Fatal Oil Field Accidents Near Open Hatches On Storage Tanks

In early 2016, National Public Radio (NPR) reported on a series of mysterious deaths in U.S. oilfields over a six-year period.

The death of a 21-year-old worker in the Bakken region in January 2012 was one of those fatalities. One part of the worker's job was to climb up to the top of a crude oil storage tank, open the hatch and drop a rope into the tank to measure the oil level. It was the last thing he did, because a co-worker later found him dead, laying next to the open hatch.

No Citations, No Fines

An autopsy revealed various hydrocarbons, including benzene and butane, in the man's blood. However, the Occupational Safety and Health Administration (OSHA), which investigates every workplace fatality, did not find any safety violations, and the oil company involved did not face any fines.

Eight Similar Deaths

Ultimately, an investigative journalist working with Dr. Bob Harrison, a specialist in occupational and environmental medicine, uncovered a pattern of nine oil workers that mysteriously died in oil field accidents over the previous six years. Like the individual profiled, a number of them were healthy young workers.

Dr. Harrison believes each worker passed out after being overcome by petroleum gases escaping from open hatches. Although the procedure is dangerous and even deadly, the process of manually dropping a rope into a tank is a cost-effective way the Bureau of Land Management (BLM) has found to accurately measure oil recovered on public lands. Accurate measurements are important since royalties accrue for every barrel of oil extracted.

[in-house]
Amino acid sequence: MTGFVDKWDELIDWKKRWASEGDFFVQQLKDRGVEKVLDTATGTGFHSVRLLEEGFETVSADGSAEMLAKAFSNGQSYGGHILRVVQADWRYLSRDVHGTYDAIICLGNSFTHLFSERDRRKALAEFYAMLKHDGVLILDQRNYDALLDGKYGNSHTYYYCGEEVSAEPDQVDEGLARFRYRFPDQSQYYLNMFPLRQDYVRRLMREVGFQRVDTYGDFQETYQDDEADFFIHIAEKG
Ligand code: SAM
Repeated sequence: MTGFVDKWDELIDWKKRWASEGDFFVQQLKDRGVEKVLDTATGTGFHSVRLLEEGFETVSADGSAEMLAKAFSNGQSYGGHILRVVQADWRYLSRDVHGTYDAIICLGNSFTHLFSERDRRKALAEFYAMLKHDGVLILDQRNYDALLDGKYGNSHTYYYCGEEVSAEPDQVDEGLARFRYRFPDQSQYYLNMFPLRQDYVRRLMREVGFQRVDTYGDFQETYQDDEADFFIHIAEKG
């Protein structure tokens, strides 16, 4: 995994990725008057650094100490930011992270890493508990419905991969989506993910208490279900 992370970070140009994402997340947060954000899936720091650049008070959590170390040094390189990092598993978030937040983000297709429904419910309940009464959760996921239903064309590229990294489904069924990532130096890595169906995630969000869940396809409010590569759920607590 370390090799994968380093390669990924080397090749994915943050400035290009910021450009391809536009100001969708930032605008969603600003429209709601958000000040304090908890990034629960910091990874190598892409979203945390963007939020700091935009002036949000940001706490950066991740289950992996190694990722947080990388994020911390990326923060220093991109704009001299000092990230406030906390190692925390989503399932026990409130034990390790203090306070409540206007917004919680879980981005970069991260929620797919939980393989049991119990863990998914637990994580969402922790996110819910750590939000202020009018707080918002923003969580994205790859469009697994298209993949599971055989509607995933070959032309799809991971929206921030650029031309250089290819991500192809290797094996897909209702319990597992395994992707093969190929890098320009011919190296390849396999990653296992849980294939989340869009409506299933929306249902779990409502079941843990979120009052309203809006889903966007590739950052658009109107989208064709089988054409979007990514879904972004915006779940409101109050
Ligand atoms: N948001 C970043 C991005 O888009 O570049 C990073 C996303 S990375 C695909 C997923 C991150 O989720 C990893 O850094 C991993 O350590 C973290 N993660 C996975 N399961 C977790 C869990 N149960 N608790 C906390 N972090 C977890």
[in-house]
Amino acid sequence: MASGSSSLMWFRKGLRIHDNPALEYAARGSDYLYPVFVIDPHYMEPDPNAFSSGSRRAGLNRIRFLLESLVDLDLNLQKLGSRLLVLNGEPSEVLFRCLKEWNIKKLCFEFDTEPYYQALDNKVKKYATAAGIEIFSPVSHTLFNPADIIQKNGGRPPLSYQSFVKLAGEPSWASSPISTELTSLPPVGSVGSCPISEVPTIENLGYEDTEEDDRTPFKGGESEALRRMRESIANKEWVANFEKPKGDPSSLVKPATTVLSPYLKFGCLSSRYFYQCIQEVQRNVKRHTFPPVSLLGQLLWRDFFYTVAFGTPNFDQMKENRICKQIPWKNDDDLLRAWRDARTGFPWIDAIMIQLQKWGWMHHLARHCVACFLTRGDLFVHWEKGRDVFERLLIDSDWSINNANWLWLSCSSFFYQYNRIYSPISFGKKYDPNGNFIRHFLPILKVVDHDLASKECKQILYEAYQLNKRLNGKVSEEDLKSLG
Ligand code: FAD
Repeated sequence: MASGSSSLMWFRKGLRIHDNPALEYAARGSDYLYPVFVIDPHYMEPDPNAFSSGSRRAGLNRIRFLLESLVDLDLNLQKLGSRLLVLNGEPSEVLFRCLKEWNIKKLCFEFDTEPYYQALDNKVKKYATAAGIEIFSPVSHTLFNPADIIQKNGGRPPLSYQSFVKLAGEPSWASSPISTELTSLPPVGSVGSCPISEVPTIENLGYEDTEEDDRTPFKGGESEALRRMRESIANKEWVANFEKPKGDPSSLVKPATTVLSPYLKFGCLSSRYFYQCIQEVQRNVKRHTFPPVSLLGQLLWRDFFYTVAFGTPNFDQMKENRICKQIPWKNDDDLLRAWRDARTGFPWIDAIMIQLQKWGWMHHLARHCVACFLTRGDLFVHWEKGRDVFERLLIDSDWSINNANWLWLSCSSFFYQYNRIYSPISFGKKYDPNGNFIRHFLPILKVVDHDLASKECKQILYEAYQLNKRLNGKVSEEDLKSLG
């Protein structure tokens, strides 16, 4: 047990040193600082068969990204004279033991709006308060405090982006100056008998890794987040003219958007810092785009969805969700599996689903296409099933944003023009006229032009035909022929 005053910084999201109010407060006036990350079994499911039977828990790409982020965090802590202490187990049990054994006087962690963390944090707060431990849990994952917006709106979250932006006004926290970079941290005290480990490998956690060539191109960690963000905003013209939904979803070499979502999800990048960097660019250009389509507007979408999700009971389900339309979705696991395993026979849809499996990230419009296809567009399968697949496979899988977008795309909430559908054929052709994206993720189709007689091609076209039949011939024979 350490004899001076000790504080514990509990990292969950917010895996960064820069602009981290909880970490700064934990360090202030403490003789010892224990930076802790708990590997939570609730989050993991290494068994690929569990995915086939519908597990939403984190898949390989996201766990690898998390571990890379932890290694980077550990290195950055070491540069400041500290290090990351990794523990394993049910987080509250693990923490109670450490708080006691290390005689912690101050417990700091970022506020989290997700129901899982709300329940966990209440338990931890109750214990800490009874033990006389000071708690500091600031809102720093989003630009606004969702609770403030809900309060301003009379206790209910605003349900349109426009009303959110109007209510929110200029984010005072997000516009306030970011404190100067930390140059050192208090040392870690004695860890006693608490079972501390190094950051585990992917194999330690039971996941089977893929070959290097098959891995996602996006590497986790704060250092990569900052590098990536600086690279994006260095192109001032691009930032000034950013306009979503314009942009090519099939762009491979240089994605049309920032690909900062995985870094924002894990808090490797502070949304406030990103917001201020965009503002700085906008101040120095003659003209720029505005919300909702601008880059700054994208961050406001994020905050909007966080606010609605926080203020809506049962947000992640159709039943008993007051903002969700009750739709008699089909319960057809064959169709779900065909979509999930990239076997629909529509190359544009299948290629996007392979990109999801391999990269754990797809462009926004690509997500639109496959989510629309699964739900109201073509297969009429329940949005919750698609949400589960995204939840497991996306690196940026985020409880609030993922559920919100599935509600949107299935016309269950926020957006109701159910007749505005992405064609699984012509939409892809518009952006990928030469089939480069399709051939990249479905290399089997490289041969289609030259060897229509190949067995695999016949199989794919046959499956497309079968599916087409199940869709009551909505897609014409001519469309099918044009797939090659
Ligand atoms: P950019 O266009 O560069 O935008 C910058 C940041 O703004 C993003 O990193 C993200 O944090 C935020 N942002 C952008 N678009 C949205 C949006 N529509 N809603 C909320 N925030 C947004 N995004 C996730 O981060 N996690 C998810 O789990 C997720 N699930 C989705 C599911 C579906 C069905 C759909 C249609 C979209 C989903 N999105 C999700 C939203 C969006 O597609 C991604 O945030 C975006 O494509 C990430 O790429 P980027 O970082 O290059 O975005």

Automation Allegedly Too Expensive

Automated oil measurement methods exist, but the estimated cost is $2,000 per tank. A spokesperson for the BLM says that the cost is too prohibitive for many companies involved in operating some of the 83,000 oil wells situated on federal land. An oil and gas safety trainer interviewed for the NPR article says that worker exposure to deadly gases is an avoidable hazard. Automatic measurement is the norm in areas not regulated by the Bureau of Land Management, such as offshore and in Canada.

State worker's compensation laws address workplace injuries and fatalities. In some cases, personal injury statutes apply as well. If you or a family member is a victim of a Bakken oilfield accident, it is possible to discuss your case with us, free of charge and without obligation. Our firm fights hard to preserve the full legal rights of our clients. To learn more, please contact us.